Learning Observable By Building Observable

Frequently via social media, or in person at events, I’m asked questions about “hot” vs “cold” observables, or whether or not an observable is “multicast” or “unicast”. People seem to be really mystified by what they feel to be the dark inner-workings of `Rx.Observable`. When asked to describe an observable, people say things like, “They’re streams” or, “They’re like promises”. In fact, I’ve said these things on many occasions and even during public talks.

The comparison to promises is necessary, but unfortunate. Given that both promises and observables are async primitives, and promises are already widely used and familiar to the JavaScript community, it’s generally a great starting point. Comparing promise’s `then` to observable’s `subscribe`, showing differences in eager vs lazy execution, showing cancellation and reuse of observables, etc. It’s a handy way to introduce beginners to observables.

There’s one problem: Observables are more different from promises than they are similar. Promises are always multicast. Promise resolution and rejection is always async. When people approach observables as though they’re similar to a promises, they expect these things, but they’re not always true. Observables are sometimes multicast. Observables are usually async. I blame myself a little, I’ve helped perpetuate this misunderstanding.

Observable is just a function that takes an observer and returns a function

If you really want to understand observable, you could simply write one. It’s not as hard as it sounds, honestly. An observable, boiled down to it’s smallest parts, is no more than a specific type of function with a specific purpose.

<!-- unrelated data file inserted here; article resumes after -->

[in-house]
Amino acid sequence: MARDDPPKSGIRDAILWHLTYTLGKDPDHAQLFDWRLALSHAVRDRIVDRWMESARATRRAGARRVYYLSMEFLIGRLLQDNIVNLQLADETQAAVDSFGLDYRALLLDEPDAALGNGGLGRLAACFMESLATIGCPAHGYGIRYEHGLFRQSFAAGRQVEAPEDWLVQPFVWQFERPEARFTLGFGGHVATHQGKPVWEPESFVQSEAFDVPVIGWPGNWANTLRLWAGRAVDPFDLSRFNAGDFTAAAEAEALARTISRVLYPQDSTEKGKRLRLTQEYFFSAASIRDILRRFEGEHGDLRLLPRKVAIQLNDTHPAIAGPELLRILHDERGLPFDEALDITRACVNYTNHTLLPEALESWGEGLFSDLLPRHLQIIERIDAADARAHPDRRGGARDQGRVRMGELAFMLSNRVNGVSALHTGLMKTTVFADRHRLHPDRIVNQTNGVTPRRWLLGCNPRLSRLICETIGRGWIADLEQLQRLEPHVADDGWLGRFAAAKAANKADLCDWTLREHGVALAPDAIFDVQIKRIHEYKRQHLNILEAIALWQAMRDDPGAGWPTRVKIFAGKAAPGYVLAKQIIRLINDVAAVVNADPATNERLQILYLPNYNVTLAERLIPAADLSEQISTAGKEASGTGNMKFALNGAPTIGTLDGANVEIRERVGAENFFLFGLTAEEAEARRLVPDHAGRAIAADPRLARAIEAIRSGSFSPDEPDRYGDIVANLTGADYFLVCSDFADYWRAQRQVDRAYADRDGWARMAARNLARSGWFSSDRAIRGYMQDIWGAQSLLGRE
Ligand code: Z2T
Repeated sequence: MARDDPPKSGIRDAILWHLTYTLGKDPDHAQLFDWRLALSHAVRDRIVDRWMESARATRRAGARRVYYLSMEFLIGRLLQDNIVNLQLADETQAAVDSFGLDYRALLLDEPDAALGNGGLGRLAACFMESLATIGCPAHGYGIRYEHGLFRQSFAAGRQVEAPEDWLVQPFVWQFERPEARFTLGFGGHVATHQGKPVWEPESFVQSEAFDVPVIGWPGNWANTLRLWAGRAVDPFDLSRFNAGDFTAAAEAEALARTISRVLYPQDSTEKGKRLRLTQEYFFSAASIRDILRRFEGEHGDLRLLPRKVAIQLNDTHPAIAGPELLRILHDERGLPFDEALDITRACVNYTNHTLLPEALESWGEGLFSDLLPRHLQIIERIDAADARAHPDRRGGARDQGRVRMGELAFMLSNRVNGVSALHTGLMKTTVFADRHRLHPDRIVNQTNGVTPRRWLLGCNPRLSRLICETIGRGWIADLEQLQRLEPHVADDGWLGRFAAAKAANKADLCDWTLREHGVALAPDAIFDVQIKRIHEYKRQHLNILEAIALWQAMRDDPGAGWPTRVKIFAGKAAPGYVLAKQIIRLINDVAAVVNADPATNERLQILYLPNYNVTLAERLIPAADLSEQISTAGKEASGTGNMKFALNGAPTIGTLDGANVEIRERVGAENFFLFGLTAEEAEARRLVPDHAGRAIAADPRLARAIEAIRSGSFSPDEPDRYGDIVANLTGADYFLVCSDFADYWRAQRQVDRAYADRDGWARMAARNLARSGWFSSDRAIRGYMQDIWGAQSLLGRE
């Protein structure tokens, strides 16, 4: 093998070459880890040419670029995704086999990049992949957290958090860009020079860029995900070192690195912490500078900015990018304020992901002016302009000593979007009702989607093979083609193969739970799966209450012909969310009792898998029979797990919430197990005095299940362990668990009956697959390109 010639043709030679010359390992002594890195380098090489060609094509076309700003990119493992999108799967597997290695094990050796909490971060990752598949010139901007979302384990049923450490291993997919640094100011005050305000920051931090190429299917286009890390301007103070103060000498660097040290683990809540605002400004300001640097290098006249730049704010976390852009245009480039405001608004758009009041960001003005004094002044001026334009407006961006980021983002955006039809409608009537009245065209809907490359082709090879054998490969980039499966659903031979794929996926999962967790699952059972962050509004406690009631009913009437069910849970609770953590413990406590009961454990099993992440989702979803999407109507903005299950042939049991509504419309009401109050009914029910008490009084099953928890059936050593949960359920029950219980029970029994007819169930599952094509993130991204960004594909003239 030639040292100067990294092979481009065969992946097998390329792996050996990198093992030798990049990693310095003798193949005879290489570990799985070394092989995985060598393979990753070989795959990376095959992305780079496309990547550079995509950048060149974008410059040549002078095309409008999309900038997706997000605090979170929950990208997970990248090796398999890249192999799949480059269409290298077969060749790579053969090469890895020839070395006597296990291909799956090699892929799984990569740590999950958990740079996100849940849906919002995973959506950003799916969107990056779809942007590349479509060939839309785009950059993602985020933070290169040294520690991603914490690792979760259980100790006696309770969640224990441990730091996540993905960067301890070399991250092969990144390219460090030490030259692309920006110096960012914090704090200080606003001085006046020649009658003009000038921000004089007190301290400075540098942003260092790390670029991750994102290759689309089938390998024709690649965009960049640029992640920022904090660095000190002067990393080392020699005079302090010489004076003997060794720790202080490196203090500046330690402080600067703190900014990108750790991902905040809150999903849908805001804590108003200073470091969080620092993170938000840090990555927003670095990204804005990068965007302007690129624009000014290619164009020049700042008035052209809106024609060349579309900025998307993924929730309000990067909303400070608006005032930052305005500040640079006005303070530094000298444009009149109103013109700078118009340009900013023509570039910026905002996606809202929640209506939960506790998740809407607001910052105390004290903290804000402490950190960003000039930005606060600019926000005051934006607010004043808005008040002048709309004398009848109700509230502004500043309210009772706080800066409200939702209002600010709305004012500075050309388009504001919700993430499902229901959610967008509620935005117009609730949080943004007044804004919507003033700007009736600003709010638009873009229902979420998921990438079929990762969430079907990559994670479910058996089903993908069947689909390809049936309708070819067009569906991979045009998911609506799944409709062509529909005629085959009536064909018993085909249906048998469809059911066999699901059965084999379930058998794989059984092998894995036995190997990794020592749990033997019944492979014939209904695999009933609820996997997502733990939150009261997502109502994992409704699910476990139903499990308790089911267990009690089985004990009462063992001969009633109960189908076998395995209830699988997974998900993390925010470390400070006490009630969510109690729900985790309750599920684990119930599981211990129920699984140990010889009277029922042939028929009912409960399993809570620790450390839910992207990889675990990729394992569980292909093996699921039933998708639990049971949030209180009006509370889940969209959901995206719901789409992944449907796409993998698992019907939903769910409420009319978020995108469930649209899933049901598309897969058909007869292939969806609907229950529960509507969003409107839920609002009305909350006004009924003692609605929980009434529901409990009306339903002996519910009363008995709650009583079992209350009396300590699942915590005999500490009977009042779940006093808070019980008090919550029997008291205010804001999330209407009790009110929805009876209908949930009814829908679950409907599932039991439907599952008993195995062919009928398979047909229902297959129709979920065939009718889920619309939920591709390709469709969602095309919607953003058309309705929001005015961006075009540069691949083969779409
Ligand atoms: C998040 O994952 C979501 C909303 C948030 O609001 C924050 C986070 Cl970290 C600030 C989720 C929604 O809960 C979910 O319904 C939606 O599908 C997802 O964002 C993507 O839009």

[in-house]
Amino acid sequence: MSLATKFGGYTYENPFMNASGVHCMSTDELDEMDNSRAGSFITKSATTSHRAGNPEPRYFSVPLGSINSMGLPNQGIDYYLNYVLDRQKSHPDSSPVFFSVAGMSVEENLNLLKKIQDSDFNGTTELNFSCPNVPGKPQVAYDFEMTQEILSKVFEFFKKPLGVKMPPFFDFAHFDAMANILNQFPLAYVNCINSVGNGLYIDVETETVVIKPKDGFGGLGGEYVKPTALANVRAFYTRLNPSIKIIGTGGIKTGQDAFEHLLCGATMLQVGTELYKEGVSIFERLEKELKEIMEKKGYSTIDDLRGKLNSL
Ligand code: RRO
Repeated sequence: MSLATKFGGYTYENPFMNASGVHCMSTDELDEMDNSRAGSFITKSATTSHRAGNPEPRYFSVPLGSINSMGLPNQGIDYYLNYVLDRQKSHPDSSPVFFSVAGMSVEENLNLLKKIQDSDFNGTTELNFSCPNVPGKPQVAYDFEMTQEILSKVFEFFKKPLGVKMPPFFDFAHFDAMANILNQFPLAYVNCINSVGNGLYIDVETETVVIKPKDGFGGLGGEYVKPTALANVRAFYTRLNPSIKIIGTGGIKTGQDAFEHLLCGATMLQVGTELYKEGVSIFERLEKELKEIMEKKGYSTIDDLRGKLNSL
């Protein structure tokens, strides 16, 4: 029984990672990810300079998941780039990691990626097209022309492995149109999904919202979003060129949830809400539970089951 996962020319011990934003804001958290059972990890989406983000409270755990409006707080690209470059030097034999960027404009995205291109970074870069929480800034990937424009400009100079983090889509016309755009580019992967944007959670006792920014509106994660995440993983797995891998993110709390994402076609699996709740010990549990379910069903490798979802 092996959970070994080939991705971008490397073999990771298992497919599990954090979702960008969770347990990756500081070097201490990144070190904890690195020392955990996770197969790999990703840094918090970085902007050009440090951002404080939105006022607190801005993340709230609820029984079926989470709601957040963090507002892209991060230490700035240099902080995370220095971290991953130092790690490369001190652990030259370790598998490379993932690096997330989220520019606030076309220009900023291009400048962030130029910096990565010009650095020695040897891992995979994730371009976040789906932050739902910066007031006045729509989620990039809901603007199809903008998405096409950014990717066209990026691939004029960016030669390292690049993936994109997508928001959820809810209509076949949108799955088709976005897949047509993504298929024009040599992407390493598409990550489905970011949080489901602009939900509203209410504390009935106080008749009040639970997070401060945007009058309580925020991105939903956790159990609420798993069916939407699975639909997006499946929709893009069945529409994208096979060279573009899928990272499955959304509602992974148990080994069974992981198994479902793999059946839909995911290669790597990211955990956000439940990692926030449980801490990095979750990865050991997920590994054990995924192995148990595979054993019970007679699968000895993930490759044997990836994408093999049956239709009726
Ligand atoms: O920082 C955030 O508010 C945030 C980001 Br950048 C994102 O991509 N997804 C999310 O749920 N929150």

Shape:

  • A function
  • That accepts an observer: An object with `next`, `error` and `complete` methods on it.
  • And returns a cancellation function

Purpose:

To connect the observer to something that produces values (a producer), and return a means to tear down that connection to the producer. The observer is really a registry of handlers that can be pushed values over time.

Basic Implementation:

function myObservable(observer) {
const datasource = new DataSource();
datasource.ondata = (e) => observer.next(e);
datasource.onerror = (err) => observer.error(err);
datasource.oncomplete = () => observer.complete();
return () => {
datasource.destroy();
};
}

(You can try it out on JSBin here)

As you can see, there’s not a lot to it. It’s a fairly simple contract.

Safe Observers: Make Observers Great Again

When we talk about RxJS or Reactive programming, generally observables get top billing. But the observer implementation is actually the workhorse of this type of reactive programming. Observables are inert. They’re just functions. They sit there until you `subscribe` to them, they set up your observer, and they’re done, back to being boring old functions waiting to be called. The observers on the other hand, stay active and listen for events from your producers.

You can subscribe to the observable now with any Plain-Old JavaScript Object (POJO) that has `next`, `error` and `complete` methods on it, but the POJO observer that you’ve used to subscribe to the observable is really just the beginning. In RxJS 5, we need to provide some guarantees for you. Below are just a few of the more important guarantees:

Observer Guarantees